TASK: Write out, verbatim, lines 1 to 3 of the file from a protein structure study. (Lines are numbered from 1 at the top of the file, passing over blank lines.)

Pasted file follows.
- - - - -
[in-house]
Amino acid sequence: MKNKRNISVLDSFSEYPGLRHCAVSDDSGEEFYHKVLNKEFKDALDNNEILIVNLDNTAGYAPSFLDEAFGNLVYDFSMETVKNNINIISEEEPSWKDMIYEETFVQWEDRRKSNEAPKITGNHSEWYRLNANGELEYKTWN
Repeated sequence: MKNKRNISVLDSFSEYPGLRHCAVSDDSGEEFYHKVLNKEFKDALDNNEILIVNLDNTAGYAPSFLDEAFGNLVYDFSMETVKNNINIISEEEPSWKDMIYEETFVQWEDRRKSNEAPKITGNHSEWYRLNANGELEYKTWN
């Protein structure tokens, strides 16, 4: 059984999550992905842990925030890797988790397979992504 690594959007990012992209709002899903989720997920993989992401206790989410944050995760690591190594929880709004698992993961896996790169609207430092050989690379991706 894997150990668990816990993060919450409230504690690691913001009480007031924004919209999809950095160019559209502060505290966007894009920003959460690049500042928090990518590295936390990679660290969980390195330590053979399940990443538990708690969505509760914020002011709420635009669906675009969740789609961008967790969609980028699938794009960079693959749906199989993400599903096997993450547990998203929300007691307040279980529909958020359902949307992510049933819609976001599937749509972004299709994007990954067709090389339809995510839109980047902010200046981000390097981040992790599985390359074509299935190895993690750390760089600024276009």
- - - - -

[in-house]
Amino acid sequence: MKNKRNISVLDSFSEYPGLRHCAVSDDSGEEFYHKVLNKEFKDALDNNEILIVNLDNTAGYAPSFLDEAFGNLVYDFSMETVKNNINIISEEEPSWKDMIYEETFVQWEDRRKSNEAPKITGNHSEWYRLNANGELEYKTWN
Repeated sequence: MKNKRNISVLDSFSEYPGLRHCAVSDDSGEEFYHKVLNKEFKDALDNNEILIVNLDNTAGYAPSFLDEAFGNLVYDFSMETVKNNINIISEEEPSWKDMIYEETFVQWEDRRKSNEAPKITGNHSEWYRLNANGELEYKTWN